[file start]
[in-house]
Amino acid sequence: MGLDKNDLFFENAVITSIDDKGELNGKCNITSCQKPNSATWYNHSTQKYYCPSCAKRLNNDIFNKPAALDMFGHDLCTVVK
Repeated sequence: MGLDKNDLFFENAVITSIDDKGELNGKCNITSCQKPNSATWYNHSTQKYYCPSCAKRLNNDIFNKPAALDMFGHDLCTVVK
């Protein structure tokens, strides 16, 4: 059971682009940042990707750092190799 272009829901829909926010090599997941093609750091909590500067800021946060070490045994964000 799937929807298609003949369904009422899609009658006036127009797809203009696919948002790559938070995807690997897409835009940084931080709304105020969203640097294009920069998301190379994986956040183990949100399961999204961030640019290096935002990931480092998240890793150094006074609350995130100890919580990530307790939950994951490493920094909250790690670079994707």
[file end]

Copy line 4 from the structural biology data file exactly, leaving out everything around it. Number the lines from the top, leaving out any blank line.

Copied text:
């Protein structure tokens, strides 16, 4: 059971682009940042990707750092190799 272009829901829909926010090599997941093609750091909590500067800021946060070490045994964000 799937929807298609003949369904009422899609009658006036127009797809203009696919948002790559938070995807690997897409835009940084931080709304105020969203640097294009920069998301190379994986956040183990949100399961999204961030640019290096935002990931480092998240890793150094006074609350995130100890919580990530307790939950994951490493920094909250790690670079994707």